Last year, when an owner in the Indy Lights series tried to lead a revolt against management, he was suspended from competition until 2013.
Kicked out for 18 months.
Now comes word that certain people within the Indy car owners group are trying to lead a revolt against IZOD IndyCar Series President and CEO Randy Bernard.
Several high-profile personalities in the series have been identified by at least one reporter. The owner (or owners) is allegedly calling other owners and urging them to join in the revolt.
Bernard let the world know about this insurrection on Tuesday night with (what else?) a Tweet:
“It is true that an owner is calling others trying to get me fired,” he said in reference to a team owner. “I have had several owners confirm this. disappointing.”
I hope that Randy Bernard suspends the owner, or owners, from competition for the next 18 months, exactly like the Indy Lights owner was kicked out for doing pretty much the same thing.
The Indy Lights owner is Mark Olson, and his crime was protesting against what he thought was favouritism being shown toward one owner in particular. and soliciting support for his position from other owners. The League acted swiftly and decisively: it told him to take a hike.
Bernard has to do the same thing with the one or two owners in the big league who are trying to stab him in the back.
If he doesn’t move to exert control immediately, it will only be a matter of time before he is either fired himself, or forced to resign.
The fact that I’m even writing about this is appalling.
Can you imagine this happening in NASCAR?
Neither can I.
They started to build the track for the Honda Indy Toronto this week — “they” being about 200 construction workers under the watch of Jim Tario, director of operations.
Over the next six weeks — 39 days to be exact (“we work five days a week until a week or two out and then we go to seven days,” he said in conversation) — those people will construct a world-class racing circuit through the CNE grounds and out along Lake Shore Blvd. W. using more than 2,000 steel-reinforced concrete barriers each measuring 12 feet in length and three feet in height.
“It takes us six weeks because we want to do it right and to make it safe and we can’t work where we close down the whole site, which is the case at some events,” he said. “There are always things going on here (Exhibition Place).”
It doesn’t take as long to take it down — 21 days, to be exact.
The race, with the exception of one year, has been an annual summertime fixture going back to 1986 and many things have changed — the construction of the Direct Energy Centre, the renovation of the old Automotive Building into the Allstream Centre and the construction of BMO Field, among them.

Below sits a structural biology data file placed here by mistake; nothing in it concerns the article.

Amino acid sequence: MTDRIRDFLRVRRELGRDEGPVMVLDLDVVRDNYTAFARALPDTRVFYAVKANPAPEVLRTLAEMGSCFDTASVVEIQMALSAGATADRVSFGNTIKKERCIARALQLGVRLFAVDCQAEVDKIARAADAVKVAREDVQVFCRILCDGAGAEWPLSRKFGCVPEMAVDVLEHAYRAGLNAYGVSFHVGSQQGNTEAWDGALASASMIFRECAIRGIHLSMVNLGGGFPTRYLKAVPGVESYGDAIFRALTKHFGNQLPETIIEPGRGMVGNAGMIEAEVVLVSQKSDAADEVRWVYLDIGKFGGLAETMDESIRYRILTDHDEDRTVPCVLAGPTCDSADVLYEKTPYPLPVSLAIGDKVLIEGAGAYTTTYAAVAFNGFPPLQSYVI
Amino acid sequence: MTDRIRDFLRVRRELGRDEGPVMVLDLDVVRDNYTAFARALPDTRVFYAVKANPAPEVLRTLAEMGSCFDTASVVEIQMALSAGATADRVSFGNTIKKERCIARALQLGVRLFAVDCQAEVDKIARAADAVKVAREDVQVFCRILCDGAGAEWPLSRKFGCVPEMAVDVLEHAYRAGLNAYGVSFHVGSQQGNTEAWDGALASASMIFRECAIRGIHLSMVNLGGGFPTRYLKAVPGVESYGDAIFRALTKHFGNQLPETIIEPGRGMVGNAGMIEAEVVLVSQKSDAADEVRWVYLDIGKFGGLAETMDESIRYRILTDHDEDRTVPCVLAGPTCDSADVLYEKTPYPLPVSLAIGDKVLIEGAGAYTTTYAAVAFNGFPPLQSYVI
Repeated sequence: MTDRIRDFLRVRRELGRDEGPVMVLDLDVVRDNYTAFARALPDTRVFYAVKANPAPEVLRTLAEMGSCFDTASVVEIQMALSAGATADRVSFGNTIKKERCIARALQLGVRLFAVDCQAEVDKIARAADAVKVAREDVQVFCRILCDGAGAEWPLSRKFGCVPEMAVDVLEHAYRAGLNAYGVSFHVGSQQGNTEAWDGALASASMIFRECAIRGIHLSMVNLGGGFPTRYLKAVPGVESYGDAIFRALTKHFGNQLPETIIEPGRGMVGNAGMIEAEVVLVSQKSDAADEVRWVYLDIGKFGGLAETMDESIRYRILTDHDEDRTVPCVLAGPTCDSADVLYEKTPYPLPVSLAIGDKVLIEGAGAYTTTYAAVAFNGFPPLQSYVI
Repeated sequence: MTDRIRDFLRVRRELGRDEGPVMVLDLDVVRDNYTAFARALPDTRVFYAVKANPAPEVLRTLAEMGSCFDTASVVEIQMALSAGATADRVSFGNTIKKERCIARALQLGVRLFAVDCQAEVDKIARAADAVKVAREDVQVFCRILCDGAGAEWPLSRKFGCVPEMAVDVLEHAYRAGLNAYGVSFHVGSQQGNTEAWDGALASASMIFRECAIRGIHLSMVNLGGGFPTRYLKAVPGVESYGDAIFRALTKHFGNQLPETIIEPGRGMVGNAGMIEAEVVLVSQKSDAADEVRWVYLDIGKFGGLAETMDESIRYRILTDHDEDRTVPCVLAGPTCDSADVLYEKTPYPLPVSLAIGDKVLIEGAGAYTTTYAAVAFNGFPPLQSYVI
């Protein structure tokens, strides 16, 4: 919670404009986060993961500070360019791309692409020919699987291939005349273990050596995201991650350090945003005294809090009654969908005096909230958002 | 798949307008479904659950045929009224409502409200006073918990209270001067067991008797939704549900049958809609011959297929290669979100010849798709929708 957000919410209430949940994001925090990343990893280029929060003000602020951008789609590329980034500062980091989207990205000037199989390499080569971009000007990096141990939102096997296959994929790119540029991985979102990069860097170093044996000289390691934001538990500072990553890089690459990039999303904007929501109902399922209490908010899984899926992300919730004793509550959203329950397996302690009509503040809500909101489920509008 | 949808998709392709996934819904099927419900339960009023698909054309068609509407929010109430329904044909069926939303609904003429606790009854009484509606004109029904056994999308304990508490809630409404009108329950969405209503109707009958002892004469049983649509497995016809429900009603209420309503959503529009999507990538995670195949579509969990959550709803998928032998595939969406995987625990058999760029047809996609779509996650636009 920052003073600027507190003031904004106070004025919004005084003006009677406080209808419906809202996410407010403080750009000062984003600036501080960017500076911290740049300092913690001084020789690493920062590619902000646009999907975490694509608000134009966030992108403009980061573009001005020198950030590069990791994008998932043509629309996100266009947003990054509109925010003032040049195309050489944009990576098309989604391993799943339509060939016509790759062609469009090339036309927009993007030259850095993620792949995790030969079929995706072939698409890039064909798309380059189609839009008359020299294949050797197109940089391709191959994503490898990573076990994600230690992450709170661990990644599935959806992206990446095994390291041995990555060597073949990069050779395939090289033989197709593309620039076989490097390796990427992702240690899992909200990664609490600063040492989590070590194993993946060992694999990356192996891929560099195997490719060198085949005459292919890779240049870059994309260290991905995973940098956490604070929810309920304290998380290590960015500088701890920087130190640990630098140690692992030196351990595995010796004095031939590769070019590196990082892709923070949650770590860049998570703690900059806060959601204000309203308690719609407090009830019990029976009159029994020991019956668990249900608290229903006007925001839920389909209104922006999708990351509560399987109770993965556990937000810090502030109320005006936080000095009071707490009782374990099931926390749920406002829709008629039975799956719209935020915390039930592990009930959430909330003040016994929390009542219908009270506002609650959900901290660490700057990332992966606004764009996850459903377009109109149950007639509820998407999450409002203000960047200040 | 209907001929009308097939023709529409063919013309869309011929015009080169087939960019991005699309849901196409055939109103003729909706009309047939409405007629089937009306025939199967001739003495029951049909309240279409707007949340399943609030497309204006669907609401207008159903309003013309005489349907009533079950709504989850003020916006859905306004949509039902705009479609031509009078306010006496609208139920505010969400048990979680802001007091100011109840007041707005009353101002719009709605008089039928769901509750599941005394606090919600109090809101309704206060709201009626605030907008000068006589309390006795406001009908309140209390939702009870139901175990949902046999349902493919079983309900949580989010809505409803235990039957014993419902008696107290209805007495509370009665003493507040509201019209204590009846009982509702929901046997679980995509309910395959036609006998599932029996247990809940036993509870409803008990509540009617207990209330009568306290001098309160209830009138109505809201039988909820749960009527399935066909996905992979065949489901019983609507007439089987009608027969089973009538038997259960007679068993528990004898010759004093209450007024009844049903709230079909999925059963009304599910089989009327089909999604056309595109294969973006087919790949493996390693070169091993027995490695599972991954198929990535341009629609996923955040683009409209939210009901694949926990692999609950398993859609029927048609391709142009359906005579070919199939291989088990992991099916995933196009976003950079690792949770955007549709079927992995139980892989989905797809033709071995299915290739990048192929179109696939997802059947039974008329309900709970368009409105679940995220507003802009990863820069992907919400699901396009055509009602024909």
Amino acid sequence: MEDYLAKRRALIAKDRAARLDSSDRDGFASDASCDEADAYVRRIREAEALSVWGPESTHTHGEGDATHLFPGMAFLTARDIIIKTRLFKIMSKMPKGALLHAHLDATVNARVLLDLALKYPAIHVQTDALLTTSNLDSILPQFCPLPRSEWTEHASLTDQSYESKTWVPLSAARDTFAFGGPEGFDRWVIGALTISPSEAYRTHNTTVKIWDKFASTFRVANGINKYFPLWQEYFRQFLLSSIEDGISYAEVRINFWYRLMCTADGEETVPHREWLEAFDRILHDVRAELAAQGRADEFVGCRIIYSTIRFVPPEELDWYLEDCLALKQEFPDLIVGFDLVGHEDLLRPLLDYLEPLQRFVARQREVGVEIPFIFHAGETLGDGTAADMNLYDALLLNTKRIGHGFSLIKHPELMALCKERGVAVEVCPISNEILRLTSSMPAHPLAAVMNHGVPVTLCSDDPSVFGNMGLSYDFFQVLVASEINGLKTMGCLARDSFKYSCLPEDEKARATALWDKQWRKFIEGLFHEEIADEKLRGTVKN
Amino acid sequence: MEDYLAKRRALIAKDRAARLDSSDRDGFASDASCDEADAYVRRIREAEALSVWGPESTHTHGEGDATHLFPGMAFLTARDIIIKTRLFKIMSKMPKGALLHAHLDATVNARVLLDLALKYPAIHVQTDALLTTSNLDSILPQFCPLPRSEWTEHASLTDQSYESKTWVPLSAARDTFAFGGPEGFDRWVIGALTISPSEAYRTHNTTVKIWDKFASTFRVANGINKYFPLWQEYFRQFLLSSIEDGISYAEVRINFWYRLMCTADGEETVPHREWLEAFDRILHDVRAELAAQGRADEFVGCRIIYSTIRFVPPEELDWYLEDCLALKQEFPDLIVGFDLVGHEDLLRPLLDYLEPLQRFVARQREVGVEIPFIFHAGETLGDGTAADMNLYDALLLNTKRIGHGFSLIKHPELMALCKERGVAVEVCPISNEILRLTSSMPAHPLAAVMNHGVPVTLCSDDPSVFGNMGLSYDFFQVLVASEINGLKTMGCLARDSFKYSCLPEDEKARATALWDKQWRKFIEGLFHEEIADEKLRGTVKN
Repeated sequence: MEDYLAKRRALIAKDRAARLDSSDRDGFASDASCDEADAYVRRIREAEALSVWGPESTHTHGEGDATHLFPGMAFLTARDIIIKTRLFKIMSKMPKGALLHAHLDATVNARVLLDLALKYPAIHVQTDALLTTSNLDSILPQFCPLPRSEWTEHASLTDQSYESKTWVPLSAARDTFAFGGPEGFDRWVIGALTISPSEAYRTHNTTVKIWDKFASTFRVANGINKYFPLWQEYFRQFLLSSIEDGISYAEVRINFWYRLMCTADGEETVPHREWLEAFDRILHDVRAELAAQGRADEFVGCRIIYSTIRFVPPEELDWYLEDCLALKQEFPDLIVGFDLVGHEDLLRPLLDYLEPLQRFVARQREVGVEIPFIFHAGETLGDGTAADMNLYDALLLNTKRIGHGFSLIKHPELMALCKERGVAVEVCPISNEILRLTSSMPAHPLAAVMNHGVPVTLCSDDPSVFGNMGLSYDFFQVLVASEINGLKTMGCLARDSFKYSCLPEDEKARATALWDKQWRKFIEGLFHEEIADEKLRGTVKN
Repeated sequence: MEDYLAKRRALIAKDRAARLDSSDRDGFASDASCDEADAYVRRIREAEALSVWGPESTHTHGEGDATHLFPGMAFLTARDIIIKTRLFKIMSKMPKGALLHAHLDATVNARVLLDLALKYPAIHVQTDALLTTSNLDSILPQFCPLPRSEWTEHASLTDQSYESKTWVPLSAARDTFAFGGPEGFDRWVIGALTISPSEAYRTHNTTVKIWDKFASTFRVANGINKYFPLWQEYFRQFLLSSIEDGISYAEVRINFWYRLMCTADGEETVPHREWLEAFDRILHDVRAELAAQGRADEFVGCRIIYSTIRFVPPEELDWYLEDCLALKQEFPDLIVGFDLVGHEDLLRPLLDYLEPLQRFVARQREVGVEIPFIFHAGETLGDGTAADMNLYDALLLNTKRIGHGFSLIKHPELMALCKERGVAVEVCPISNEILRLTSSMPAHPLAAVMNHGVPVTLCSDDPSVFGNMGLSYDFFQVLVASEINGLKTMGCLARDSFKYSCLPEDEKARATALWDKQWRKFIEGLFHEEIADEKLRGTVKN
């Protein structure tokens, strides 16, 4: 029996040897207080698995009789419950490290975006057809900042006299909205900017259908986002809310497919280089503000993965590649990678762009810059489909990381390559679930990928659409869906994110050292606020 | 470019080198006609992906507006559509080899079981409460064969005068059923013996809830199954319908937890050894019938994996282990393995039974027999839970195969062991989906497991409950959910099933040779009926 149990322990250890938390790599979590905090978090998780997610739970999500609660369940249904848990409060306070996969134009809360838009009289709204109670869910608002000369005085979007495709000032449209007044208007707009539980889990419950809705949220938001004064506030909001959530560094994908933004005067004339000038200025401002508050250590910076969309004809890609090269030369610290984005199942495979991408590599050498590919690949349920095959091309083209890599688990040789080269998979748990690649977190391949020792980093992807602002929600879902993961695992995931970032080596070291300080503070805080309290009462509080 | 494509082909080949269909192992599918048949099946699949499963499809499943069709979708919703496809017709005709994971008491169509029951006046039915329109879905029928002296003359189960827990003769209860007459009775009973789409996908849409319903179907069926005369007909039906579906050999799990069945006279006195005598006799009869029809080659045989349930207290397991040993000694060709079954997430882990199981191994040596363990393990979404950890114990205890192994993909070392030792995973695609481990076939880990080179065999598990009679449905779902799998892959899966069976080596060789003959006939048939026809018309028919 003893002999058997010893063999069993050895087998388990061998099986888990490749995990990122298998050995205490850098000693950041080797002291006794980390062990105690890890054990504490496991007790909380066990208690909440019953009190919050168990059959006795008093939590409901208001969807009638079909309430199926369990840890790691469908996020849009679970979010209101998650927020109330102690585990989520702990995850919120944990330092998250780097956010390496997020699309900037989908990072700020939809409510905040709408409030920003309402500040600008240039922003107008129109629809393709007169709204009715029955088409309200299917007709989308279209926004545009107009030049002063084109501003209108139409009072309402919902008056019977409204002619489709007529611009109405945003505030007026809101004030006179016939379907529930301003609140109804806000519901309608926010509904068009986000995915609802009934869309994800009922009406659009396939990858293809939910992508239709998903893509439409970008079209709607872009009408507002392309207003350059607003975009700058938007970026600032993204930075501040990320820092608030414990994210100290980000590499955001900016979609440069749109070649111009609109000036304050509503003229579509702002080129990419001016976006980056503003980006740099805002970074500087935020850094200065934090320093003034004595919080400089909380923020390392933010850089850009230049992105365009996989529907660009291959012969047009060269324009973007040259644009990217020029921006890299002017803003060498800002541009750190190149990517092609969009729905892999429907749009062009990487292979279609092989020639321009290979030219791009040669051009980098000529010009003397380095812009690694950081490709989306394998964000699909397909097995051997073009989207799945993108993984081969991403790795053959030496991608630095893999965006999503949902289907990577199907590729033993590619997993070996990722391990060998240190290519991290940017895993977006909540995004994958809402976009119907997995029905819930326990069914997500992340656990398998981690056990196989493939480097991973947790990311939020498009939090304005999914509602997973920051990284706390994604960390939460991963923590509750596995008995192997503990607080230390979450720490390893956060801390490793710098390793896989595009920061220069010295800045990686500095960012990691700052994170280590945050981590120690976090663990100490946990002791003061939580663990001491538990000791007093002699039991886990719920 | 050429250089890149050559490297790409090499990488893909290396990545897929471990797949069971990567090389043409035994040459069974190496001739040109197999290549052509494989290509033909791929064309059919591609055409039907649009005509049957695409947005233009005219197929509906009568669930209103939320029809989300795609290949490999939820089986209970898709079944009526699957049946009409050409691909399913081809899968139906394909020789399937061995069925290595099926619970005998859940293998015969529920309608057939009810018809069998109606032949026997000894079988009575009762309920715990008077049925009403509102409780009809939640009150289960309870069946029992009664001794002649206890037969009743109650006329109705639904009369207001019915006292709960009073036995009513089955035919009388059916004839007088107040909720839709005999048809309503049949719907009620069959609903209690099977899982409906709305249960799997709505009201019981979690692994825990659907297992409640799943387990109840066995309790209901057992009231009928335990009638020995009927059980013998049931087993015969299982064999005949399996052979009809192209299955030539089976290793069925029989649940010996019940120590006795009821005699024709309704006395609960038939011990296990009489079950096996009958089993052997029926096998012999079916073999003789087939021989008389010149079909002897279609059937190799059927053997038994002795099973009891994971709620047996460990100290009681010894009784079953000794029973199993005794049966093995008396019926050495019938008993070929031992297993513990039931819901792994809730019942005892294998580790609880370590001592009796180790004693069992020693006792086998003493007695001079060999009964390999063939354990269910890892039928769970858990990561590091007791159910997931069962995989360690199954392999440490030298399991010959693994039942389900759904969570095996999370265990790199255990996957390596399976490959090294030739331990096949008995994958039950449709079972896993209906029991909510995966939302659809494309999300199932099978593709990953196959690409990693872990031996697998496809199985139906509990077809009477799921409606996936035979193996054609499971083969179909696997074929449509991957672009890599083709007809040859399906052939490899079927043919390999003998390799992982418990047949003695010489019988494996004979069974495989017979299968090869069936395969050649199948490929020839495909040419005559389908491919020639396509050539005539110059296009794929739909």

But Tario let it be known on Wednesday that there are still some pieces of catch fencing around that were new when the race first started.
“Some of the original ‘panels’ of catch fencing were built so well that they’re still useable today,” he said. “But just about the entire track has been redone. The blocks are higher, the fence is higher.”
Tario, who is director of operations at the IndyCar races in St. Petersburg, Fla., and Sao Paulo, Brazil, as well as Toronto, has been doing this job since the very first Molson Indy.
Does he still get excited?
“I enjoy the challenges,” he said. “There are always challenges because, although the basic circuit remains the same, there have to be adjustments. But you can say that I like my work.”
And the people he works with like him, too — so much so that in 1991, when the race took place shortly before he got married, they presented him with a video tribute that was played the morning of the race on the giant video screens that encircle the race track.
There were very few people in the stands; the video was full of all sorts of inside jokes along the lines of eulogies normally heard at funerals.
You know the kind: “You’re getting married, your life’s over” — that sort of thing
The best line came at the end when his sweetheart Susan said: “He’s not dead, he’s just getting married.”
However, there were some people around who saw that video but missed hearing the last line.
At about 11 o’clock that morning, Stan Clinton, then-president of the American Racing Press Association, walked up to me in the media centre.
“God, isn’t it awful about that fellow Tario?” he said.
“What do you mean?” I replied.
“Such a young, robust guy and now he’s dead, ” he said.
“Dead! That’s awful. When did it happen?” I said.
I mean, I’d seen Jim sitting in his little golf cart earlier that day, watching the spoof video his pals had put together for him, but you never know.
“It was on all the big TV screens this morning, ” Stan said. “They had tributes to him, and everything.”
“That was a joke, ” I said, shouting.
“He’s not dead, he’s just getting married.”
My voice got louder.
“HE’S NOT DEAD, HE’S JUST GETTING MARRIED!”
“Holy cow, “ said Clinton. “I’d better go tell the others.”
“What others?” I said.
“I’ve been telling all the photographers that Jim Tario died,” he said.
“I have to go tell them that he’s still alive before they see him riding around in his golf cart and think they’re seeing a ghost.”
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